From left, Asterio Takesy, chair of the Joint Committee on Compact Review & Planning; Sarah Jorgenson, deputy assistant secretary in the U.S. Department of the Interior; Suzanne Lawrence, director for the Office of Australia, New Zealand, and Pacific Islands in the U.S. Department of State; FSM President David W. Panuelo. Photo courtesy of FSM Information Service
Palikir, Pohnpei — The United States is the “first and foremost ally” of the Federated States of Micronesia, President David W. Panuelo said on Oct. 31 as he received a U.S. delegation during a meeting that set the preparations of the upcoming talks on the Compact of Free Association.
The U.S. team included officials from the U.S. Department of State, the U.S. Department of Defense, and the U.S. Department of Interior, who were visiting the FSM to gather information prior to the negotiations on the expiring provisions of the amended COFA.
The U.S. delegation was led by Suzanne Lawrence, director for the Office of Australia, New Zealand, and Pacific Islands in the U.S. Department of State.
Panuelo said during his earlier meeting with David Hale, undersecretary of the U.S. Department of State, “we were told about this team. So welcome. We’re going to be listening to you, what you have to say. But I believe that it is important that, number one, when you leave, we have some framework of negotiation parameters; and number two is the timeframe [by which to commence the Compact negotiations].”
Panuelo described the close and enduring relationship between the FSM and the U.S., noting again that the U.S. is the nation’s first and foremost ally.
The president noted his appreciation for the close attention the nation has received from the U.S. in his administration so far, and from all levels, including multiple visits to Washington, D.C. on behalf of the FSM to visit the U.S. government, including the historic visit with U.S. President Donald J. Trump in May, and the visits from the Robert L. Wilkie, secretary of the U.S. Department of Veterans Affairs, and Michael “Mike” Pompeo, secretary of the U.S. Department of State, to the FSM in July and August 2019 respectively.
“We appreciate that so much has happened, and we’re grateful because we’re ready to begin talking parameters [on the Compact negotiations] going forward,” Panuelo said. “But what I want to say, and I’ll say it again, is that I hope that our talks can reflect the maturity of our two countries at this time, and in this stage of our relationship, and that we can see what bottlenecks might have been there that we try to clean out some of those things.”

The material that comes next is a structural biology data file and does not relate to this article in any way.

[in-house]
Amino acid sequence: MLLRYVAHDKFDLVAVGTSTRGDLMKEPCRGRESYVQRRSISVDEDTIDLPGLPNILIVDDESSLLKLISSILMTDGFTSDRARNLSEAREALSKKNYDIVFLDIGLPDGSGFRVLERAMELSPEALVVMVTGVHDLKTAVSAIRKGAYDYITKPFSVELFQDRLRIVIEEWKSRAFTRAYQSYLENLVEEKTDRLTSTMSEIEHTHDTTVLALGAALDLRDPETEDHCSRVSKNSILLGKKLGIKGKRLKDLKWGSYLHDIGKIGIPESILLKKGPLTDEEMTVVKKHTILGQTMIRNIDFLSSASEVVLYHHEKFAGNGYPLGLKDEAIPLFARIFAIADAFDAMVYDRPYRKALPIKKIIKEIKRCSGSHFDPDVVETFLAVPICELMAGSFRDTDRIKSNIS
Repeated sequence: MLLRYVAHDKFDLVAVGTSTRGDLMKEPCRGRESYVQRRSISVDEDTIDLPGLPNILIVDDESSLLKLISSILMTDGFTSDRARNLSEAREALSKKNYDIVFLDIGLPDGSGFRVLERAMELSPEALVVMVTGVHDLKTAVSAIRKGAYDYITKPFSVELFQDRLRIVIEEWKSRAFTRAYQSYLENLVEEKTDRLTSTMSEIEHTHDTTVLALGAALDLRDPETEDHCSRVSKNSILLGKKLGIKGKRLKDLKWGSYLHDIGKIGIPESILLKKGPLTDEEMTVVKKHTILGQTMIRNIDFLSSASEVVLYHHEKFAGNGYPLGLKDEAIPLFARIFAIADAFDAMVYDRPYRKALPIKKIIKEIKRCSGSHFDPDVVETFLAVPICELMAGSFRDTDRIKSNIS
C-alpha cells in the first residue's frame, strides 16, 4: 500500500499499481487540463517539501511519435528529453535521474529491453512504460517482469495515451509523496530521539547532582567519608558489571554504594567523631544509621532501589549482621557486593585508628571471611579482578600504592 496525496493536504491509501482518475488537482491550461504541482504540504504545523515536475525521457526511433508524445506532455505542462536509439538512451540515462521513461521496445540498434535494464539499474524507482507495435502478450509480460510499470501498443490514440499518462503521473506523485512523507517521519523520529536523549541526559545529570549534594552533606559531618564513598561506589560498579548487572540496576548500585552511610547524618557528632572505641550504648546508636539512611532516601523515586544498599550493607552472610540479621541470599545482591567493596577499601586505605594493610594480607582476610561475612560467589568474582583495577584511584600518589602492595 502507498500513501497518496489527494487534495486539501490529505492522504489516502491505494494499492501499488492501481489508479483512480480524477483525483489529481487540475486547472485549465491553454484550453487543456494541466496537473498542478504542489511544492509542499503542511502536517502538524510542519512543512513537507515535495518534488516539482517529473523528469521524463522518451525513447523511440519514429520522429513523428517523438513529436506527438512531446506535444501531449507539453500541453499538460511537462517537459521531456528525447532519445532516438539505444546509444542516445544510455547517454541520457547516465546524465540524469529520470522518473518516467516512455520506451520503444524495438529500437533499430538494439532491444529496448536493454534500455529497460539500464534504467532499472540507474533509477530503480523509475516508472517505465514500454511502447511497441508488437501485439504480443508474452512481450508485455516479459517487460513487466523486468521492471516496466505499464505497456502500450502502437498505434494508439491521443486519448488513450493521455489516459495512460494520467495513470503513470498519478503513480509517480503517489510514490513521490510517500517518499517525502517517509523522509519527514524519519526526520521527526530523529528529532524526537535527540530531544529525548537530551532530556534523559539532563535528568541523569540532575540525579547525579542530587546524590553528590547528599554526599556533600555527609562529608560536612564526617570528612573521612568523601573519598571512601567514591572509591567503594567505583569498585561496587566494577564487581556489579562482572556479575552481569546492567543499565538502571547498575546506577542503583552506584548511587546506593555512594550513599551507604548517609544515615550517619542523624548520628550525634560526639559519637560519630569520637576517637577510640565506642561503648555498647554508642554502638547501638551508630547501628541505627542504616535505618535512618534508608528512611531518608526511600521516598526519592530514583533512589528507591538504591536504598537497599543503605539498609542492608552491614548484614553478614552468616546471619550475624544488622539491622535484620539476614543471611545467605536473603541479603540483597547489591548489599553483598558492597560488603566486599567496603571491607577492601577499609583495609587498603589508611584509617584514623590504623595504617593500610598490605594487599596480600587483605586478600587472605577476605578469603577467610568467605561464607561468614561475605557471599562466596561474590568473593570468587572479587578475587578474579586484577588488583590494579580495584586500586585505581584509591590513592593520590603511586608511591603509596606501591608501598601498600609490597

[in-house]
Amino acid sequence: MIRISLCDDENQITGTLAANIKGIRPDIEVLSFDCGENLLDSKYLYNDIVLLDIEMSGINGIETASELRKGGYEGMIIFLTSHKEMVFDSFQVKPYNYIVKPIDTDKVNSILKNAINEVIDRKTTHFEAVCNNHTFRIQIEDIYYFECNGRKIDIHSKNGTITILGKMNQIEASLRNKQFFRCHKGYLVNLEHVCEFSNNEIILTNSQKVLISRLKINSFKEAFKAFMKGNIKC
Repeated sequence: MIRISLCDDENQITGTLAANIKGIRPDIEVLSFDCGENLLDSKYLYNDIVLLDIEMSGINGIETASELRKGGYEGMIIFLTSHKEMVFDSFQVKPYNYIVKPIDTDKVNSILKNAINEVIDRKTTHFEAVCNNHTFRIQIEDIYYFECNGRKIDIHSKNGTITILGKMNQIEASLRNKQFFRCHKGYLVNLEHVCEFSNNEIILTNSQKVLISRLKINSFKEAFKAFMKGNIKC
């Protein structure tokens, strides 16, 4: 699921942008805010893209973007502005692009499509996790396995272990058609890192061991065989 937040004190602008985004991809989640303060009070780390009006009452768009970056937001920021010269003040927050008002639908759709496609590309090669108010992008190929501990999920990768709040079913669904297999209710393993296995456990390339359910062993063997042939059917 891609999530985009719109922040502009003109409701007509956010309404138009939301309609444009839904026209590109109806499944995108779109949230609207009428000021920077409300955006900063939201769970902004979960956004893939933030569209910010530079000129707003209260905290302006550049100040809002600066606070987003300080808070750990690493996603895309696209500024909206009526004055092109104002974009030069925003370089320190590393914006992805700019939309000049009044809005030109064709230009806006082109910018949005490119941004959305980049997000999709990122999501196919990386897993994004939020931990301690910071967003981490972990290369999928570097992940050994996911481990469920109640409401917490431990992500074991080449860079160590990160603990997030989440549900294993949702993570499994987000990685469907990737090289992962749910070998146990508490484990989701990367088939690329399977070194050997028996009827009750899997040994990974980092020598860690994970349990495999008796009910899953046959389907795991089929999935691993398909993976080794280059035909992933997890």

The president described his vision of seeing, among other things, infrastructure funding from the Compact freed up so that it can be used in a manner that is both highly effective and highly visible.
Lawrence was quick to note her team’s appreciation for hearing what the FSM president had to say with regard to the upcoming negotiations, and also with regards to his proactive stance on meeting with U.S. officials. The director advised that it was her hope that, upon the completion of the interagency team’s travels, there will be momentum in the U.S. government to move the negotiation process forward.
“Thank you for having us,” Director Lawrence said. “And for starting us off on the right foot. As [Secretary Pompeo] said—we want to get this right, so I think taking the time to understand what exactly is helpful is more important than trying to rush into something.”
Panuelo agreed with Lawrence’s sentiments, emphasizing again that the U.S. is the nation’s closest ally and that, by extension, the negotiations on the Compact should have a warm and cordial atmosphere.
Robert A. Riley III, U.S. ambassador to the FSM, noted that he’s trying to get Lawrence to join the annual Joint Committee Meeting between the FSM and the U.S., to be held sometime between January or February of 2020.
Panuelo invited Lawrence to return as often as possible, noting that the more aware the U.S. interagency team is of the FSM not only an intellectual level, but on a visceral level too (e.g. by visiting Nan Madol, or diving in Chuuk Lagoon), that the Compact negotiations will necessarily proceed more smoothly.
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